| Abstract|| |
Chemical leucoderma is an industrial disorder in developed countries and the common causative chemicals are phenols and catechols. Due to stringent controls and preventive measures the incidence has come down. In the recent past various chemicals in consumer products have also been documented to produce depigmentation.In India due to lax quality control measures chemical leucoderma due to consumer items is not uncommon.The various consumer items documented to cause contact depigmentation are sticker bindis,rain shoes,plastic chappals,hair dye/ black henna( kali mehndi), alta, wallets and even mobile plastic covers.
Keywords: Chemical leucoderma, contact depigmentation,bindi depigmentation, alta, azo dyes, paraphenylenediamine,hair dye,black henna,wallet depigmentation,footwear
|How to cite this article:|
Bajaj A K, Saraswat A, Srivastav P K. Chemical leucoderma: Indian scenario, prognosis, and treatment. Indian J Dermatol 2010;55:250-4
|How to cite this URL:|
Bajaj A K, Saraswat A, Srivastav P K. Chemical leucoderma: Indian scenario, prognosis, and treatment. Indian J Dermatol [serial online] 2010 [cited 2021 Jun 19];55:250-4. Available from: https://www.e-ijd.org/text.asp?2010/55/3/250/70674
| Introduction|| |
The color of skin, more so the patchy lack of it, has tremendous psychosocial significance in our society. Some of the most distressed patients seen by any Indian dermatologist are those who have depigmented skin lesions. Patients with depigmentation are variously perceived as being unclean, contagious, or both, and these lesions are often mistaken for stigmata of leprosy or some hereditary diseases.
While the majority of patients with de novo depigmented lesions suffer from idiopathic vitiligo, some do have an identifiable culprit that causes melanocyte destruction. These cases occur due to direct skin exposure to some chemicals that are selectively toxic to melanocytes. This exposure can occur either in the workplace  or even in day-to-day life with common objects that come in contact with the skin.  However, chemical leucoderma is relatively uncommon whereas the chemicals implicated in it are widely used and commonly present in the environment. From this, it is evident that some individuals have inherently "fragile" melanocytes that are more susceptible to injury upon exposure to these chemicals. It has been shown both in vitro and in vivo that certain aliphatic and aromatic derivatives of phenols and catechols are directly toxic to melanocytes,  more so in genetically susceptible individuals.  Other chemicals that are known to cause chemical leucoderma are p-phenylenediamine (PPD), certain azo dyes, sulfhydryls, mercurials, arsenic, and several drugs of chemically related classes.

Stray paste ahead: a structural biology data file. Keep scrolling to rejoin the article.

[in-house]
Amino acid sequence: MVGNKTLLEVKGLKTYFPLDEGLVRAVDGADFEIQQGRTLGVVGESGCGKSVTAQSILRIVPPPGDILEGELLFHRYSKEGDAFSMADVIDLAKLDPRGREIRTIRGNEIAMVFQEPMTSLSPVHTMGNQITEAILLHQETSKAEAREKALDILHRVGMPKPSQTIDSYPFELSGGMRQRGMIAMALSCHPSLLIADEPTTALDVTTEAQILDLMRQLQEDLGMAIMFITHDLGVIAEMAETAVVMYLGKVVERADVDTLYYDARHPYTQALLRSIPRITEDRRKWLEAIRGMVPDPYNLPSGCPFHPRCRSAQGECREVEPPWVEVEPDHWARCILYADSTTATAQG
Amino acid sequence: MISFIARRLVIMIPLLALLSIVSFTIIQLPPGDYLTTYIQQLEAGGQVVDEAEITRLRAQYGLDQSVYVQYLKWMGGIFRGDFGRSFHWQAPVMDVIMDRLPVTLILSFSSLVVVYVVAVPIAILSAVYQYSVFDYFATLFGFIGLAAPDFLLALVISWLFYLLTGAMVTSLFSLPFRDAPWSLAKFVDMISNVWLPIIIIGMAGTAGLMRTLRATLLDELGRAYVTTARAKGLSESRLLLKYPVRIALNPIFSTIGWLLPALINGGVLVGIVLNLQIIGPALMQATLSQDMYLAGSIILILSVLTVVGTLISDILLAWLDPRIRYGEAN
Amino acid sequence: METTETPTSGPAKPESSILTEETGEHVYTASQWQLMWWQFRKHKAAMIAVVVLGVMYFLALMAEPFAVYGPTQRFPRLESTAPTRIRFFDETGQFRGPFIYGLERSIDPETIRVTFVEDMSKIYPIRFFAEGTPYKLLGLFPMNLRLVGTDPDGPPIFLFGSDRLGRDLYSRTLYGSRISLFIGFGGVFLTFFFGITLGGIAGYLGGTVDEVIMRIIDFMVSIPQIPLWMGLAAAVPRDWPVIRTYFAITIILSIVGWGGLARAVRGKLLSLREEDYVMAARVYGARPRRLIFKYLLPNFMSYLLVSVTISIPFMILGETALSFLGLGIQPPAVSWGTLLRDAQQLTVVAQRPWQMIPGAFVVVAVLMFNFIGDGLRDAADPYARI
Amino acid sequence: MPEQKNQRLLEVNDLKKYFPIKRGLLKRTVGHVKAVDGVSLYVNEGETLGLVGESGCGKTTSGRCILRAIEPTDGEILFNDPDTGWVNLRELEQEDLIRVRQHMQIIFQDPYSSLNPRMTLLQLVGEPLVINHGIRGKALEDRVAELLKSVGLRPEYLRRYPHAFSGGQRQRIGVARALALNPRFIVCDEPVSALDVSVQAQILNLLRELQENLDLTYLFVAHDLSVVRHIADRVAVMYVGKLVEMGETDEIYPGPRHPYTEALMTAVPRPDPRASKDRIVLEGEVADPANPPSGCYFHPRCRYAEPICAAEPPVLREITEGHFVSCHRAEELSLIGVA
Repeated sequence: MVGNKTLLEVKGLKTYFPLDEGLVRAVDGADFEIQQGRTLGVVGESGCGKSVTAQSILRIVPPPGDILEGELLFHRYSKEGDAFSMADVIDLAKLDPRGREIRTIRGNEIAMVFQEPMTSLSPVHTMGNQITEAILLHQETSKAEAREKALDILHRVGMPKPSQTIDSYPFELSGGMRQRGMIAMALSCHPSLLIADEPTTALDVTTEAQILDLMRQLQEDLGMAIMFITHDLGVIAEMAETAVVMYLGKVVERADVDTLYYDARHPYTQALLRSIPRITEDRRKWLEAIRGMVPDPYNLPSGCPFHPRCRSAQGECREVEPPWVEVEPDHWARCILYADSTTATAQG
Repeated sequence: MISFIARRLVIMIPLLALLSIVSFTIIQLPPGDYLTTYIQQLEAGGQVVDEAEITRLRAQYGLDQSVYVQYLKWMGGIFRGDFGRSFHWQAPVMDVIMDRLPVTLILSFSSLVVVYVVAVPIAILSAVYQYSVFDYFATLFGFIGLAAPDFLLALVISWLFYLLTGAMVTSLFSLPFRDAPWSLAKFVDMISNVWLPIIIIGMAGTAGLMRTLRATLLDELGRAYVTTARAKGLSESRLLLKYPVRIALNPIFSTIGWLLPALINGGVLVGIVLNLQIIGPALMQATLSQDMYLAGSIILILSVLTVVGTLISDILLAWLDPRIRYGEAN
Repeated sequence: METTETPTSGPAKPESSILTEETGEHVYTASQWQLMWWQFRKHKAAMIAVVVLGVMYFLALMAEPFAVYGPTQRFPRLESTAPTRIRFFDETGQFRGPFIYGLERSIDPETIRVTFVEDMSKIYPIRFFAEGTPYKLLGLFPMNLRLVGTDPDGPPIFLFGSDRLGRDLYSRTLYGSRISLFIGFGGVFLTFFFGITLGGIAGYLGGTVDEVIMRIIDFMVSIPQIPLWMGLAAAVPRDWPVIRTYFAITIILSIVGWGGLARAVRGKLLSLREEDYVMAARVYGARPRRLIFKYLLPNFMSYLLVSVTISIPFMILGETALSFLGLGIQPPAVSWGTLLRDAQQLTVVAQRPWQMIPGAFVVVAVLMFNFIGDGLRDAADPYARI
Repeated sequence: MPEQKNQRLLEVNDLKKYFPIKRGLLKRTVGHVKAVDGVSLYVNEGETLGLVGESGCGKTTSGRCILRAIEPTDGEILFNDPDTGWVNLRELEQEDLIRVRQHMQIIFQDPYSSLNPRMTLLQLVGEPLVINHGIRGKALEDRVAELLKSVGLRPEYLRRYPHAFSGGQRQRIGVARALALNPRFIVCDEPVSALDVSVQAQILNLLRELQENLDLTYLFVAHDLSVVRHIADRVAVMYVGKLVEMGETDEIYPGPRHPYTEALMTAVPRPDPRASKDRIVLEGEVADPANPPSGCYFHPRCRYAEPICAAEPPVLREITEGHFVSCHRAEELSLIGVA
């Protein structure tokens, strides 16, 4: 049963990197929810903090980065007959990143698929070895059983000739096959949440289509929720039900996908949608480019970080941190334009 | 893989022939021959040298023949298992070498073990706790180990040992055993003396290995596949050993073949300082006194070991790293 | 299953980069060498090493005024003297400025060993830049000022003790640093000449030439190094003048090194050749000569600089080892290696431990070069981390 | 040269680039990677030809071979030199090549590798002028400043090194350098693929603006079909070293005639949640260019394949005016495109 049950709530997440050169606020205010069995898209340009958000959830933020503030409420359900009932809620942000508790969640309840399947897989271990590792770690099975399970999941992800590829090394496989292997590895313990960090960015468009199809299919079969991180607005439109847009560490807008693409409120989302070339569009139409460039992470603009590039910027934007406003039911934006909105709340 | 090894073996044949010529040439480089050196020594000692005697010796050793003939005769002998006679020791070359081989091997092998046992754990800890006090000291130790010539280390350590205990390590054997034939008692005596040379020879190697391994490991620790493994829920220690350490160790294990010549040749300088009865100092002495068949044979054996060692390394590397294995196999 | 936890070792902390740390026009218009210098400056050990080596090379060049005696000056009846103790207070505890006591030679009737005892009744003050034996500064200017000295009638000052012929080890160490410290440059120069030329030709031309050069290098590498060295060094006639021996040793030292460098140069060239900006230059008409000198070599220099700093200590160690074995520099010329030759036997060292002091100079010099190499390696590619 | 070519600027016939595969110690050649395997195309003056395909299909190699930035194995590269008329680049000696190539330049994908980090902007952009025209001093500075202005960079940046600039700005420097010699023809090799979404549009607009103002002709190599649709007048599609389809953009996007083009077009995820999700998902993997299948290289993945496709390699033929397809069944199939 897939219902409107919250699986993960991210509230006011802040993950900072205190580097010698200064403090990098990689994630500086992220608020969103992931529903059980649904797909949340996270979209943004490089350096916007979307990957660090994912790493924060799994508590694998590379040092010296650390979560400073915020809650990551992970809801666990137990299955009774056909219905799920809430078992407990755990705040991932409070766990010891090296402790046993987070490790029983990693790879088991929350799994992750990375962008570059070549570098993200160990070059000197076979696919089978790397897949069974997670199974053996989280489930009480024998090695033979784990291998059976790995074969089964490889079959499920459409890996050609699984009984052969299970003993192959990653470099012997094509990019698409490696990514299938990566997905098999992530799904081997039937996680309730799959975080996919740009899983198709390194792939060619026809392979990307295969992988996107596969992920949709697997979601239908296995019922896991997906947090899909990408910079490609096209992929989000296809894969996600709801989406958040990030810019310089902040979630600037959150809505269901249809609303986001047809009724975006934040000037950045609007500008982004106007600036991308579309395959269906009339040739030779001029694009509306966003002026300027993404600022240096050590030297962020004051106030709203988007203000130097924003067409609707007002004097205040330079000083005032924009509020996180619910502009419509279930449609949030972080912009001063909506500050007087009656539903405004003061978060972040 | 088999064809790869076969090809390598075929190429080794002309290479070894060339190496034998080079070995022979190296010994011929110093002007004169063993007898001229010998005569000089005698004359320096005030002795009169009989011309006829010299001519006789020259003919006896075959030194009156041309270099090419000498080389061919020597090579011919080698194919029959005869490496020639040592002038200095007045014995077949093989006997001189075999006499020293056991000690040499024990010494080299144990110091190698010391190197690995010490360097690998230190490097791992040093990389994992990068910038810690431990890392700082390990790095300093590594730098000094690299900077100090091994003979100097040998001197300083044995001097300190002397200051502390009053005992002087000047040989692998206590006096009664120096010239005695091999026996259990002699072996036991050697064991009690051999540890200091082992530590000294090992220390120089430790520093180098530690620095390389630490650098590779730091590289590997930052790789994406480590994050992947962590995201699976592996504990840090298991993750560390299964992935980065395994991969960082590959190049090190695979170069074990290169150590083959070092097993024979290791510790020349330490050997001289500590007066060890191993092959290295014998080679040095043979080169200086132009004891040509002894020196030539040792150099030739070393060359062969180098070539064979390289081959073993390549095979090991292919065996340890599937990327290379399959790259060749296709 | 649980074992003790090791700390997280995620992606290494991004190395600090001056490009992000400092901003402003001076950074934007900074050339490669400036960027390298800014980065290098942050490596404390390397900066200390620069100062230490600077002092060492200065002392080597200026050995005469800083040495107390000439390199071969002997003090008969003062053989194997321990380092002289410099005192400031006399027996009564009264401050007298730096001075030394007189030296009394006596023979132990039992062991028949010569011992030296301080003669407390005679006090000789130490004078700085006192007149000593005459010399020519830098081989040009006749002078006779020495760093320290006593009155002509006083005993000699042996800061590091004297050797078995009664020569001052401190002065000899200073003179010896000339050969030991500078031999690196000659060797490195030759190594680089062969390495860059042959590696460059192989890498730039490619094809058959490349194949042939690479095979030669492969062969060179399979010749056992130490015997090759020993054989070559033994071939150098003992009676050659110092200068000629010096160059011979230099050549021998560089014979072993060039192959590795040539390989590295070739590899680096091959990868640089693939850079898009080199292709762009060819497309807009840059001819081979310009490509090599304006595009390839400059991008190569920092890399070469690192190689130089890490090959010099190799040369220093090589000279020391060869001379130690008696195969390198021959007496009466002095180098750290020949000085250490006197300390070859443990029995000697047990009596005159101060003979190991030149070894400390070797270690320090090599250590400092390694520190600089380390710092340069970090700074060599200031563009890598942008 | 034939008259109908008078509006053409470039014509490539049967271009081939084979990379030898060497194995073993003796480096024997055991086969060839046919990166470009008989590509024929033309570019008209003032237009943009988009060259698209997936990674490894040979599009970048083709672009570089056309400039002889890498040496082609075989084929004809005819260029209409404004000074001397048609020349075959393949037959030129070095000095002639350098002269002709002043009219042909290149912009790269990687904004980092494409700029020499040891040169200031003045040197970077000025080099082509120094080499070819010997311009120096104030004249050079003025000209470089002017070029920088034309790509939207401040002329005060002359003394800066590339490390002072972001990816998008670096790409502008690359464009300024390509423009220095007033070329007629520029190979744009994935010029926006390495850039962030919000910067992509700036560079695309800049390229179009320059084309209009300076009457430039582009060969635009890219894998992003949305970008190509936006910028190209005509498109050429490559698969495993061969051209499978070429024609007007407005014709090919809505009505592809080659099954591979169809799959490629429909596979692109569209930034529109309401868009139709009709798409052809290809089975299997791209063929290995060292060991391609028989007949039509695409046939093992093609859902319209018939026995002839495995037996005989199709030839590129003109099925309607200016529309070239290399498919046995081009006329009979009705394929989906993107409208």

From the consumer's point of view, these chemicals are present in a variety of day-to-day products, such as lightening agents in bleaching creams (hydroquinone),  in common household adhesives (p-tertiary butylphenol, PTBP),  and as dyes in hair colors and black henna (PPD).  In addition, several traditional materials of cosmetic use in Asian, specifically Indian women are laced with these chemicals in their modern avatars. Bindi, which was traditionally made with mineral- or vegetable-based dyes, is now a synthetic fabric or plastic patch backed by an adhesive glue that contains p-tertiary butyl phenol. Alta, a traditional red dye used to color the feet, and hands of women now contain a cocktail of azo dyes, as does the sindoor or vermilion powder applied to the hair parting and sacred threads worn as religious amulets.  This has resulted in a situation where Indian consumers, both men and women, are exposed to various melanocytotoxic chemicals in close approximation to the skin. Our hot and humid weather further allows easy penetration of these chemicals through the compromised stratum corneum. Because of these factors, there have been increasing reports of chemical leucoderma in Indian patients in recent literature. Some well-defined situations where chemical leucoderma presents in recognizable patterns in our patients are discussed in the following sections.
| Bindi Leucoderma|| |
This depigmentation occurs in women at an extremely prominent site (center of the forehead) [Figure 1]. Moreover, the pressure to conform to religious and social norms makes many women continue to use the offending article even when the damage caused by it is clearly evident. The sticker type of bindi is the main cause, and the causative agent is PTBP present in high concentration in the glue.  This chemical is a known melanocytotoxic agent and depigmentation in workers exposed to it during its manufacture has been reported from Japan,  Holland,  Russia,  and the UK.  Among bindi users, it affects a small fraction, typically those women who wear it continuously day and night. The lag period between use and depigmentation is highly variable, ranging from a few weeks to a few years. An irritant dermatitis preceded the onset of depigmentation in almost three-quarters of women in a previous study.  On patch testing with the adhesive material, 5 of 15 patients showed positive reaction and three out of those developed depigmentation at the test site after 15-60 days. Upon laboratory testing, free PTBP in very high concentration (up to 80%) was found in various samples of the adhesive. Low concentrations of PTBP did not produce any positive reactions, ruling out sensitization in these patients. Although generalized vitiligo apparently triggered by occupational exposure to PTBP has been reported,  this appears to be relatively rare in our patients. Other common sources of exposure to PTBP are deodorants, spray perfumes, detergents, and household cleansers, all of which have been reported to cause chemical leucoderma in Indian patients.